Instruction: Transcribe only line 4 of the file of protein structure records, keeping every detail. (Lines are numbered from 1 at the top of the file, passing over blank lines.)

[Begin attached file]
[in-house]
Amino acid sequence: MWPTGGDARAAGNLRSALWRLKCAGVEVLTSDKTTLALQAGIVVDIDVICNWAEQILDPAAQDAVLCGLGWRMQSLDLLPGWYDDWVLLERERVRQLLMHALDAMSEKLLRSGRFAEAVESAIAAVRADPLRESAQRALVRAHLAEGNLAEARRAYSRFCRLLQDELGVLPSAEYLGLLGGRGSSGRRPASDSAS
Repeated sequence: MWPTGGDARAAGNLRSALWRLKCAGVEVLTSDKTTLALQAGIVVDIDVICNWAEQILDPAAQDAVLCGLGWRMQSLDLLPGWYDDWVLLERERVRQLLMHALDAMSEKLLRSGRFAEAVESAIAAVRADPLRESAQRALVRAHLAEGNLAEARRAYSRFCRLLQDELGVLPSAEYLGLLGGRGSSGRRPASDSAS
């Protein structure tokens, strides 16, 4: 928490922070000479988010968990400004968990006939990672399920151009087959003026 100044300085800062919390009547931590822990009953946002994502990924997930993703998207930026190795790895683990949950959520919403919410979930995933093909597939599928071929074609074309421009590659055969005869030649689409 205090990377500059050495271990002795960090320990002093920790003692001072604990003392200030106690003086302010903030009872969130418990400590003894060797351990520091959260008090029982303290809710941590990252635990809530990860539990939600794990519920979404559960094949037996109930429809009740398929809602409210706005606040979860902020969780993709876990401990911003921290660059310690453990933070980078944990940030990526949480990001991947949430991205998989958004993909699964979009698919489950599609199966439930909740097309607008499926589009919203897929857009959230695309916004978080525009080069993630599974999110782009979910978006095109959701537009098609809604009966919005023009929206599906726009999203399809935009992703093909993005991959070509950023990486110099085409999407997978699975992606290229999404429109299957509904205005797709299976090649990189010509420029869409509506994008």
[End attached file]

């Protein structure tokens, strides 16, 4: 928490922070000479988010968990400004968990006939990672399920151009087959003026 100044300085800062919390009547931590822990009953946002994502990924997930993703998207930026190795790895683990949950959520919403919410979930995933093909597939599928071929074609074309421009590659055969005869030649689409 205090990377500059050495271990002795960090320990002093920790003692001072604990003392200030106690003086302010903030009872969130418990400590003894060797351990520091959260008090029982303290809710941590990252635990809530990860539990939600794990519920979404559960094949037996109930429809009740398929809602409210706005606040979860902020969780993709876990401990911003921290660059310690453990933070980078944990940030990526949480990001991947949430991205998989958004993909699964979009698919489950599609199966439930909740097309607008499926589009919203897929857009959230695309916004978080525009080069993630599974999110782009979910978006095109959701537009098609809604009966919005023009929206599906726009999203399809935009992703093909993005991959070509950023990486110099085409999407997978699975992606290229999404429109299957509904205005797709299976090649990189010509420029869409509506994008």